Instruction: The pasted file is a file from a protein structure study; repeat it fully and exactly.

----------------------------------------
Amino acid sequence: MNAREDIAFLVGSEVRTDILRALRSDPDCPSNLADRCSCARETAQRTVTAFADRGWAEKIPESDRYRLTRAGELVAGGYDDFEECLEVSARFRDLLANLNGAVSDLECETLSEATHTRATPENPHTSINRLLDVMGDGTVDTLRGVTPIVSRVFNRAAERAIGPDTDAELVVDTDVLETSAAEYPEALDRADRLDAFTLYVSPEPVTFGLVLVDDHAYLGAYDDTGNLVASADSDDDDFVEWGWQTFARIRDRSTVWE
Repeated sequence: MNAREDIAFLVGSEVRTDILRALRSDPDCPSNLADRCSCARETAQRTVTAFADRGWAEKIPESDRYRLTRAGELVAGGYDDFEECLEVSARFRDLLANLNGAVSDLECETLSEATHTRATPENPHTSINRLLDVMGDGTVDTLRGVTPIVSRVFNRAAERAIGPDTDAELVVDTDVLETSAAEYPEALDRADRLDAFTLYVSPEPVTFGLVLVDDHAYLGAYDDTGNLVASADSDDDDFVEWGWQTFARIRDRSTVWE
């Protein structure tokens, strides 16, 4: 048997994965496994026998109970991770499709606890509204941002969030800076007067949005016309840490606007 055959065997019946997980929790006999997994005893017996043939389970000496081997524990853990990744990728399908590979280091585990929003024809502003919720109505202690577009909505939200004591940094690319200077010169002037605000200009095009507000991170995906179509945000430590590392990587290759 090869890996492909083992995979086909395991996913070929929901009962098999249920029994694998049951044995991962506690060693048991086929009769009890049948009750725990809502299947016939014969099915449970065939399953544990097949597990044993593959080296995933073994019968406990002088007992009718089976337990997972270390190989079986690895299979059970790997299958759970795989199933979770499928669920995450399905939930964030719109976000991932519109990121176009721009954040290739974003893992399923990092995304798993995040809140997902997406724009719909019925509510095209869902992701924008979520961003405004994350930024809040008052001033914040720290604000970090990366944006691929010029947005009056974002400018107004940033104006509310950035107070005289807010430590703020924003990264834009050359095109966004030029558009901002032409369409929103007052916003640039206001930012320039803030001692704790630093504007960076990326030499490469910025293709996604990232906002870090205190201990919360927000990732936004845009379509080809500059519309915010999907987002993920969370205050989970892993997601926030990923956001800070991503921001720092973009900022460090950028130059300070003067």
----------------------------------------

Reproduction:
Amino acid sequence: MNAREDIAFLVGSEVRTDILRALRSDPDCPSNLADRCSCARETAQRTVTAFADRGWAEKIPESDRYRLTRAGELVAGGYDDFEECLEVSARFRDLLANLNGAVSDLECETLSEATHTRATPENPHTSINRLLDVMGDGTVDTLRGVTPIVSRVFNRAAERAIGPDTDAELVVDTDVLETSAAEYPEALDRADRLDAFTLYVSPEPVTFGLVLVDDHAYLGAYDDTGNLVASADSDDDDFVEWGWQTFARIRDRSTVWE
Repeated sequence: MNAREDIAFLVGSEVRTDILRALRSDPDCPSNLADRCSCARETAQRTVTAFADRGWAEKIPESDRYRLTRAGELVAGGYDDFEECLEVSARFRDLLANLNGAVSDLECETLSEATHTRATPENPHTSINRLLDVMGDGTVDTLRGVTPIVSRVFNRAAERAIGPDTDAELVVDTDVLETSAAEYPEALDRADRLDAFTLYVSPEPVTFGLVLVDDHAYLGAYDDTGNLVASADSDDDDFVEWGWQTFARIRDRSTVWE
């Protein structure tokens, strides 16, 4: 048997994965496994026998109970991770499709606890509204941002969030800076007067949005016309840490606007 055959065997019946997980929790006999997994005893017996043939389970000496081997524990853990990744990728399908590979280091585990929003024809502003919720109505202690577009909505939200004591940094690319200077010169002037605000200009095009507000991170995906179509945000430590590392990587290759 090869890996492909083992995979086909395991996913070929929901009962098999249920029994694998049951044995991962506690060693048991086929009769009890049948009750725990809502299947016939014969099915449970065939399953544990097949597990044993593959080296995933073994019968406990002088007992009718089976337990997972270390190989079986690895299979059970790997299958759970795989199933979770499928669920995450399905939930964030719109976000991932519109990121176009721009954040290739974003893992399923990092995304798993995040809140997902997406724009719909019925509510095209869902992701924008979520961003405004994350930024809040008052001033914040720290604000970090990366944006691929010029947005009056974002400018107004940033104006509310950035107070005289807010430590703020924003990264834009050359095109966004030029558009901002032409369409929103007052916003640039206001930012320039803030001692704790630093504007960076990326030499490469910025293709996604990232906002870090205190201990919360927000990732936004845009379509080809500059519309915010999907987002993920969370205050989970892993997601926030990923956001800070991503921001720092973009900022460090950028130059300070003067």